FCC underscores enforcement of discriminatory ad dictates


Radio and television stations are being required to certify that they are not party to advertising contracts that deliberately bypass minority-oriented stations via no urban/Hispanic dictates. This process is part of the new license renewal form.

FCC Chairman Julius Genachowski said, “It should be clear from today’s advisory that the Commission will vigorously enforce its rules against discrimination in advertising sales contracts.  As the Commission stated in its order adopting the rule, discrimination simply has no place in broadcasting.”

After noting that such arrangements are generally struck by advertisers and the advertising services they use, FCC stated, “Commercial broadcasters must complete the certification in order to renew their broadcast licenses.  If they cannot affirmatively certify that their advertising agreements do not discriminate on the basis of race or ethnicity, they must explain why this should not be an impediment to granting the station’s license renewal application.  The broadcaster’s response and explanation will be considered by the Commission in determining whether to renew the license.”
Michele Ellison, Chief of the Enforcement Bureau said, “The advisory puts everyone on notice that the Commission has no tolerance for this type of insidious discrimination.  Our leadership has asked us to bring renewed focus to these important broadcasting issues.  We will work in close collaboration with the Media Bureau to give this new requirement meaning.

According to the FCC, the licensee can’t just sign off on the certification. “Licensees must have a good faith basis for an affirmative certification and a reasonable basis for believing that factual information provided to the Commission is truthful and accurate. For example, a licensee that uses a third party to arrange advertising sales is responsible for exercising due diligence to ensure that the advertising agreement contains the nondiscrimination clause and does not discriminate on the basis of race or ethnicity. Furthermore, a broadcaster that learns of a violation of a nondiscrimination clause while its license renewal application is pending should update its license renewal application so that it continues to be accurate.”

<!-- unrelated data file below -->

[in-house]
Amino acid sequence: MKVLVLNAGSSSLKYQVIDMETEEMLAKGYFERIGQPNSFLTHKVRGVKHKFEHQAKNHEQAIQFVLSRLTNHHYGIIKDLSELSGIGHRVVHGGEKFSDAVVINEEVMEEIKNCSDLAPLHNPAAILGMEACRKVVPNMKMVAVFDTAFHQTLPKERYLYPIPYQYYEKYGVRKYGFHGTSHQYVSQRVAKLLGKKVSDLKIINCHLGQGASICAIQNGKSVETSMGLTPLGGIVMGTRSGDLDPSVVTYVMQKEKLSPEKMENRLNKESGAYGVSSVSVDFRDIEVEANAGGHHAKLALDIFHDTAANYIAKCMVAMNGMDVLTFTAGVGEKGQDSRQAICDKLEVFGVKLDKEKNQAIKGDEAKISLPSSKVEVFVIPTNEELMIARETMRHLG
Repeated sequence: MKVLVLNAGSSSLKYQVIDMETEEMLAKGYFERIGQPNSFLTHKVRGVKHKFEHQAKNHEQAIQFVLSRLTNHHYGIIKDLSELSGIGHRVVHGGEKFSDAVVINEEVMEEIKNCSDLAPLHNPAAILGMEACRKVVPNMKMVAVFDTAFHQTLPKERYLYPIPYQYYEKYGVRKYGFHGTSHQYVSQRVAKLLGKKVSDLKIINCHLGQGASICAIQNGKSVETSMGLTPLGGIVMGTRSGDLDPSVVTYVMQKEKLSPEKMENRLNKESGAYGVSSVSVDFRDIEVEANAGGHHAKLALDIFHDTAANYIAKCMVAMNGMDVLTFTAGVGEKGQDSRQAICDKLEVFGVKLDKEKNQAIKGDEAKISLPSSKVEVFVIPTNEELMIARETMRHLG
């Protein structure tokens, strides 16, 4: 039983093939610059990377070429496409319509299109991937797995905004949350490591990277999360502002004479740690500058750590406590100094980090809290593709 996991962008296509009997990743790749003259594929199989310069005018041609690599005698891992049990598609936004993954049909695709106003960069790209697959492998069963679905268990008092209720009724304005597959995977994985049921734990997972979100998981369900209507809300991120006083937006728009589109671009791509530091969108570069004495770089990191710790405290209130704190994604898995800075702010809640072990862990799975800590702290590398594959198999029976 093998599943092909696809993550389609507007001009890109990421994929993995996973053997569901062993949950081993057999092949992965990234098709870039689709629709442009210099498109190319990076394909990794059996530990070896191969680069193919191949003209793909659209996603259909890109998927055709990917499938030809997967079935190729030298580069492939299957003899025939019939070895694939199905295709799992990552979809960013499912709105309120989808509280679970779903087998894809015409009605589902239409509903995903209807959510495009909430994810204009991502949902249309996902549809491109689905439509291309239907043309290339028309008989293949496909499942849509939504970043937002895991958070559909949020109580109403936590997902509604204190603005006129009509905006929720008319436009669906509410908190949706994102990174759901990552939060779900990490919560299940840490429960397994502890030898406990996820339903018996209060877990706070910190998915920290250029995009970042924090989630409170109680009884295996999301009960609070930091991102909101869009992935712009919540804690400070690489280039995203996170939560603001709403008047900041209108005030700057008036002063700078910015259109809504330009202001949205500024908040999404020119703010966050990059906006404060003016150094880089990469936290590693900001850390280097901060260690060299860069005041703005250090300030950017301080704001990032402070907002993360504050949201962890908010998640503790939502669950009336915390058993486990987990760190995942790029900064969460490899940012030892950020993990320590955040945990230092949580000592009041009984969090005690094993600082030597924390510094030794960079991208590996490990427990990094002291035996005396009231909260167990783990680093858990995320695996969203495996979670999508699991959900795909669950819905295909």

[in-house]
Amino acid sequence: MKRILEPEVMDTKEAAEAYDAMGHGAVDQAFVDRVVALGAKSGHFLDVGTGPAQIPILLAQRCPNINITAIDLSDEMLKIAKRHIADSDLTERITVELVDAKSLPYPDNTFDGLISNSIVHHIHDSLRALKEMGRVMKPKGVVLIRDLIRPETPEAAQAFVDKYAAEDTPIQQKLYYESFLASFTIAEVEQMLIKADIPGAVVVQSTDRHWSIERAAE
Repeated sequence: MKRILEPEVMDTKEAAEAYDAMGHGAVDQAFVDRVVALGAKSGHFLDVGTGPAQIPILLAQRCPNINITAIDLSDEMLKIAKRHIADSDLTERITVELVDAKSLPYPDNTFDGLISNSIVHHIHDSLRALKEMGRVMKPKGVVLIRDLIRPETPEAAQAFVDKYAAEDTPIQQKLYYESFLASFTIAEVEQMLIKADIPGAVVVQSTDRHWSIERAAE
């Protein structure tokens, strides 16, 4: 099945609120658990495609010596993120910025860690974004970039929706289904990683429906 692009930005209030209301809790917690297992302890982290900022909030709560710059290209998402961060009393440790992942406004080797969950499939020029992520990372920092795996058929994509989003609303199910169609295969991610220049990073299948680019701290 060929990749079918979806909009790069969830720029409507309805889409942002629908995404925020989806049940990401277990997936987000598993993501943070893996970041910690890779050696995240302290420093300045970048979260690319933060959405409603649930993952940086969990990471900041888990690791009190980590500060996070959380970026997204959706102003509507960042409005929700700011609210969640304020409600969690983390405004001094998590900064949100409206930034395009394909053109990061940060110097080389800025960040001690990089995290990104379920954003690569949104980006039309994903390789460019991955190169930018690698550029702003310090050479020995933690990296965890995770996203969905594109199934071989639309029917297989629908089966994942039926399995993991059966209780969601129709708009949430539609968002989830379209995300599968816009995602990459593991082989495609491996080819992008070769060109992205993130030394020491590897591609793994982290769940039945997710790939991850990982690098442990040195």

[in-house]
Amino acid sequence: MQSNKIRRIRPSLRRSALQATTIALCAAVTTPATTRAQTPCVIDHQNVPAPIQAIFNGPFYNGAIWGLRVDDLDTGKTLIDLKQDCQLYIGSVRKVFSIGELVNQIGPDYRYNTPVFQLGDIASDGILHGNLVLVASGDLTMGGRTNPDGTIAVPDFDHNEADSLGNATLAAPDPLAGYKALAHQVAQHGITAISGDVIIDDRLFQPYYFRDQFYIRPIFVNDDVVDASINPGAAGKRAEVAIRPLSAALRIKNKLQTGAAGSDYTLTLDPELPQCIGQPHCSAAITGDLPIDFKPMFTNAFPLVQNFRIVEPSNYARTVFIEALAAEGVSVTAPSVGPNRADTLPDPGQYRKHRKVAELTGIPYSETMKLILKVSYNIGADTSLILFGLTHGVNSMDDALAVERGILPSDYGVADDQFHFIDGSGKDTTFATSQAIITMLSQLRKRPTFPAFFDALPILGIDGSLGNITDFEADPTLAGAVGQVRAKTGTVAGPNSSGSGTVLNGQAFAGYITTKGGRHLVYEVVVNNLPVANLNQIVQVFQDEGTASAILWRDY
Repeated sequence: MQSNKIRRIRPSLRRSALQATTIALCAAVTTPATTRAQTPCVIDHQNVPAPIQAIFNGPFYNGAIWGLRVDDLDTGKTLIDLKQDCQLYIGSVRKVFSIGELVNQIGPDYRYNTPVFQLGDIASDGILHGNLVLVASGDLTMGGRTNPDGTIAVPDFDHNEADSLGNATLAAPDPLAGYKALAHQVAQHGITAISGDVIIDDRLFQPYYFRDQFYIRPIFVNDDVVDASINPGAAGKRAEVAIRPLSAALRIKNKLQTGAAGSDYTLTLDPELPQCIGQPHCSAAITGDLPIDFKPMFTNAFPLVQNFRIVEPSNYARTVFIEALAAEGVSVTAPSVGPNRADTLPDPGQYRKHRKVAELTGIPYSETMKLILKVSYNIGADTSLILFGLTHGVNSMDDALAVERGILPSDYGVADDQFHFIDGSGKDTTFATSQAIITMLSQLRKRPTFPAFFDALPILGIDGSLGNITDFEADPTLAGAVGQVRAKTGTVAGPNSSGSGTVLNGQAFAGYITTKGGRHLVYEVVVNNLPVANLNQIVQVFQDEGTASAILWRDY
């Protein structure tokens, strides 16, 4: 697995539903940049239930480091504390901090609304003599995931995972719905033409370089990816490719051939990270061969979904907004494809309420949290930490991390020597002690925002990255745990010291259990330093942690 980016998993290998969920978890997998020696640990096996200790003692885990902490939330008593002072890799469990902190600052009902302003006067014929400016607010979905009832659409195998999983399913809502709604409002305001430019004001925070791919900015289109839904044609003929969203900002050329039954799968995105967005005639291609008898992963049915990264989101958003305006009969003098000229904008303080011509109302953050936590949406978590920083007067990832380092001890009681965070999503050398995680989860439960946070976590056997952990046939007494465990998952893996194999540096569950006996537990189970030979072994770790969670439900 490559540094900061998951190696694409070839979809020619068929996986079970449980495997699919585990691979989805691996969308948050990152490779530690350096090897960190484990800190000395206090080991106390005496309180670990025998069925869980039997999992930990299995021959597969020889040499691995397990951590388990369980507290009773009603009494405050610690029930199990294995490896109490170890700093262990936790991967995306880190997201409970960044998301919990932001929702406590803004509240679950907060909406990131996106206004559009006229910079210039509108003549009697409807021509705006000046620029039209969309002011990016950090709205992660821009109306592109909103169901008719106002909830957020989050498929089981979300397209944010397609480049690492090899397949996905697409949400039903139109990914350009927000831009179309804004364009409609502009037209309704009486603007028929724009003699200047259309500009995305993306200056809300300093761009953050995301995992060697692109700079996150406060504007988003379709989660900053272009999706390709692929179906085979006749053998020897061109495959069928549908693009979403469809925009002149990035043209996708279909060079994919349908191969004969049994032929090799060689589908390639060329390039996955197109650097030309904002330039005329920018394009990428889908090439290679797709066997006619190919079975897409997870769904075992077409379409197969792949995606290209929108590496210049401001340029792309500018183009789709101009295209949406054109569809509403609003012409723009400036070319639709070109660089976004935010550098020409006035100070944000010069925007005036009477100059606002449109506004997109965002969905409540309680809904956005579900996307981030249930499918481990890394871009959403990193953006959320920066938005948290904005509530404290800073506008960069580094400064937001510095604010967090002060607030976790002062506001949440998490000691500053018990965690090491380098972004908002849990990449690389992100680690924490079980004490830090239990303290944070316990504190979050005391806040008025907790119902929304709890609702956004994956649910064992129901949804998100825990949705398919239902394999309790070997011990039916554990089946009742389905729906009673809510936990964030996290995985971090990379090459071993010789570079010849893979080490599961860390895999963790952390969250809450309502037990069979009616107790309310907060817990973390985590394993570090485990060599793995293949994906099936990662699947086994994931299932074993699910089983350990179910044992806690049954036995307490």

RBR-TVBR observation: We are absolutely against no urban/Spanish dictates. Nevertheless, correct us if we’re wrong, but isn’t this an impossibility at the single station licensee level? And doesn’t that make a single station a largely ineffective place with which to launch an enforcement effort?

A no urban/Spanish dictate must necessarily be part of a buy involving many stations. A single station, no matter how it is programmed, likely has no idea whether or not such an arrangement has been put in place.

Perhaps a group owner could enter into such an arrangement, but if it did, addressing it at the individual license level probably would not be the most effective approach – the FCC would need to find a way to go after the group as a whole.

Anyway, as the FCC noted, where this problem exists, it is between the various elements of the advertising community and their clients – and that is where enforcement should be directed.

Again, maybe we’re wrong again, but as far as enforcement policies go, this one seems to be all gums and no teeth. Are broadcasters really being asked to peer into the souls of advertisers and media reps and divine their discriminatory intentions? And would the kind of broadcast licensee that refuses ads – in other words, turns down money – on the basis of anything other than ability to pay, see this question on the license renewal form and say, “Ya got me, FCC – it’s true. I’m a despicable advertising discriminator and undeserving of my license.” Seriously…